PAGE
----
#6 Marinating Overnight or Longer
As marinades tend to contain oil and meat is made up mostly of water, the two tend to compete against each other. Here’s the thing with marinades. Marinating for long periods of time do not allow the marinade to penetrate any deeper than if you marinate for just one hour. In fact, you have an increased risk of breaking down the meat fibers too far with a marinade, producing a soggy outer layer. Stick to short marinade times and understand most of that flavor will penetrate only to the outside layer.
#7 Don’t Trim the Fat Cap
Just like meat being made up of mostly water, fat is made up of oil. Again, water and oil don’t mix. Leaving a fat cap on meat only allows it to melt and drip into the equipment you’re using. This can produce some additional flavors to the meat but allow too many drippings into the fire area, and you’ll cause flare ups that will deposit soot onto your meat. Don’t forget, most of us have a habit of trimming fat off meat before we consume it.
#8 It’s Done When There’s No Pink Meat
I’m not sure how many ways I can say this so I’ll be blunt. YOU NEED AN EASY READ DIGITAL THERMOMETER WHEN YOU COOK!! That is the only way to know when various meats and poultry are fully cooked. Follow safe temperature guidelines and don’t go by the color of the meat. Remember, bone marrow reveals itself differently in animal proteins which causes variation in pink, red and even purple coloring near bone.
#9 Steak Should Always Have Grill Marks
Grill marks are not the mark of a great steak ! A uniform brown coloring on the meat’s surface is what your goal should be. That means a deep sear was achieved and great flavor is hidden underneath. The only way to achieve that is to learn how to direct cook the steak with a higher cooking temperature and frequent turning. This allows for maximum radiant heat and even coloring and cooking.
#10 You Use Something Other Than Water in the Water Pan
There are all kinds of justifications for why liquids like beer, juice, wine, etc. should be used in a water pan while cooking. It produces better flavor, it penetrates deeper, it produces more moisture. Let me be clear. It’s called a water pan for a reason. It is designed to hold water and hot water at that. By starting with hot water, you allow the energy of the fire to go directly to cooking the meat not heating up the water. Water evaporates which produces a moisture rich environment keeping meats from drying out. Other liquids will not evaporate and could even burn in the pan due to sugar alcohol levels.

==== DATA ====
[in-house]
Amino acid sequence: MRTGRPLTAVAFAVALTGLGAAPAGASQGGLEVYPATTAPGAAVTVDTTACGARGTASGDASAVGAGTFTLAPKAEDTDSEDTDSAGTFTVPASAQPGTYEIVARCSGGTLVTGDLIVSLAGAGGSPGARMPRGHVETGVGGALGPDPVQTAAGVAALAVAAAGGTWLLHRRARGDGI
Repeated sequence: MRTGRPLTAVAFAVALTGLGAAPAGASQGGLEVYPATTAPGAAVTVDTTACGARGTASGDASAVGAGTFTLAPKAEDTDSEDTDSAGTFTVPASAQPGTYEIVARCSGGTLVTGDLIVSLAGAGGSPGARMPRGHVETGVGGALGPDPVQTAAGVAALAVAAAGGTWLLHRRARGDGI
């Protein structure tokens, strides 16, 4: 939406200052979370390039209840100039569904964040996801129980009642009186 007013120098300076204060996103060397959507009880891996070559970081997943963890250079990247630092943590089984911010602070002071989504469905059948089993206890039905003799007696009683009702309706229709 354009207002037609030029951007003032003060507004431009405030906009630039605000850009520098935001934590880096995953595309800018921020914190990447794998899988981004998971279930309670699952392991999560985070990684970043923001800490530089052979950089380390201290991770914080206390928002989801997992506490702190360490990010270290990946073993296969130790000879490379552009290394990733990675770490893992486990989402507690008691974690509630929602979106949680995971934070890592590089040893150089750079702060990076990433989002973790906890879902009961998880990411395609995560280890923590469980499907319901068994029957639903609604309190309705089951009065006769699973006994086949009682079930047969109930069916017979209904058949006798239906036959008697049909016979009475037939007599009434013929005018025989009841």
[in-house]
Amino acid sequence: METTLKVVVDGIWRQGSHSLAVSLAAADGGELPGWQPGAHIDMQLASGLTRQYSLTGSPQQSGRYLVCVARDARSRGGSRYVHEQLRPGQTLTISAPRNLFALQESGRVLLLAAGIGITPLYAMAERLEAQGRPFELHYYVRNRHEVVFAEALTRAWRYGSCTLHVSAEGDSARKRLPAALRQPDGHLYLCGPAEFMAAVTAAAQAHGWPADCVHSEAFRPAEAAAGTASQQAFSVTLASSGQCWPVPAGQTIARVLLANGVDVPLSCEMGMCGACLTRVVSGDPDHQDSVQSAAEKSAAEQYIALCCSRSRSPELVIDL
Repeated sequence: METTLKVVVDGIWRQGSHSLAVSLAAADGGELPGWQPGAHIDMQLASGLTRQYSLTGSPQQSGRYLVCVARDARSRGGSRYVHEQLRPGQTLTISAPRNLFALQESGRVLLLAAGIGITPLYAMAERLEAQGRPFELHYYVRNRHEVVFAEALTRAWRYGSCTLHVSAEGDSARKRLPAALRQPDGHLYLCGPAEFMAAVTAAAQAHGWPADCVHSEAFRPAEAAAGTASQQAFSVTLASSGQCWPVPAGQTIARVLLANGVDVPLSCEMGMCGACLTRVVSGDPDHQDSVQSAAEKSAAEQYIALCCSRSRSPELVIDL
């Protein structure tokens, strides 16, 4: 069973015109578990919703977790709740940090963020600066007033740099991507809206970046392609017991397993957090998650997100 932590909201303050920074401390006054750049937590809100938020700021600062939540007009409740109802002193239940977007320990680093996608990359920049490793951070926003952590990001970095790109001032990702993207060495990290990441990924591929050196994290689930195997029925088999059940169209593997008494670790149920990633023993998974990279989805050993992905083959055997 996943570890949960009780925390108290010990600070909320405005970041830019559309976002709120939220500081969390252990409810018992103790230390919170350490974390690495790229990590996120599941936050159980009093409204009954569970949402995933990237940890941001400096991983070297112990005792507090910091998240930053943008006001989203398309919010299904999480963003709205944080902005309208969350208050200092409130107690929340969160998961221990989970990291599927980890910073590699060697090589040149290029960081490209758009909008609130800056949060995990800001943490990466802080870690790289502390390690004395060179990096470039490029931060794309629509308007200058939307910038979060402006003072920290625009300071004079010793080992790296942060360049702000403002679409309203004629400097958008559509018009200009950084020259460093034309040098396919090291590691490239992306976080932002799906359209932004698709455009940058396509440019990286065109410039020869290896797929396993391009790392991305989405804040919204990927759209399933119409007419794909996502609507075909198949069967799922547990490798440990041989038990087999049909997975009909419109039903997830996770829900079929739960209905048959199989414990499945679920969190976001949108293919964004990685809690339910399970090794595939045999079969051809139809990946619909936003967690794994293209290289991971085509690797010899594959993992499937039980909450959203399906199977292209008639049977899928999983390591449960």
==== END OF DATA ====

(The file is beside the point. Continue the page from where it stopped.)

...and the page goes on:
Even if you’ve checked off a lot of these items as practices your guilty of engaging in, it’s easy to turn around your outdoor grilling and smoking skills. In the end, it will be safer for your guests, better for your meat investments, and an overall more pleasurable experience doing the cooking.
Do you have a bad habit you turned around when you grill and smoke? Leave us a comment to let us know. We welcome all types of questions and encourage you to follow and subscribe to our social channels so you don’t miss anything. We look forward to providing you with tips, techniques, recipes, and the science for all things wood-fired cooked.
Our preparation of smoked herbs, from picking, smoking and grinding to make smoked herb dust. Adding great flavor to dishes.
SMOKED HERBS FLAVORS WITH SMOKED HERB DUST
Don’t make the mistake of thinking fresh herbs are to be used in dishes as, well, fresh only. Although you may have dried your fresh herb harvest before, we are bringing another alternative to you.
We hot smoke the fresh herbs on the grill then turn them into a dust for use in all types of dishes. The smoking process will bring a depth of flavor that you’ve likely never experienced before. Go to the herb garden and pick your favorite varieties and let’s get making smoked herb dust!
Smoke Vapor Infusion
One thing about this smoked herb technique is you can do the smoke infusion by a variety of equipment methods.
For those with a gas grill, add wood chunks either directly to the heat shields on one side of the grill or add wood chunks to a metal smoker box that can be placed on the heat shields or the grill grate. For charcoal grill owners, light your charcoal and allow to reduce to hot coals only. Add a piece or two of hardwood chunks or a handful of hardwood chips to the hot coals. If possible, push the hot coals to one side of the grill. For both grill types, you want to use a two-zone cooking method so the herbs don’t catch fire.
For those that don’t own grilling equipment or who simply don’t want to bother lighting up the grill, you can use a handheld food smoker. Simply place micro wood chips in the bowl of the unit, place the herbs in a storage bag with the tubing of the smoker unit, cinch the end of the bag around the tubing, and light the chips. I like to leave the smoke in the bag for maximum smoke vapor infusion.
I used both my gas grill and charcoal grill for the smoke process by placing my herbs in a vegetable basket and grilling with the herbs on the unlit side of the grill. Within the first 5 minutes, you’ll see how the herbs lose moisture and begin the drying stage.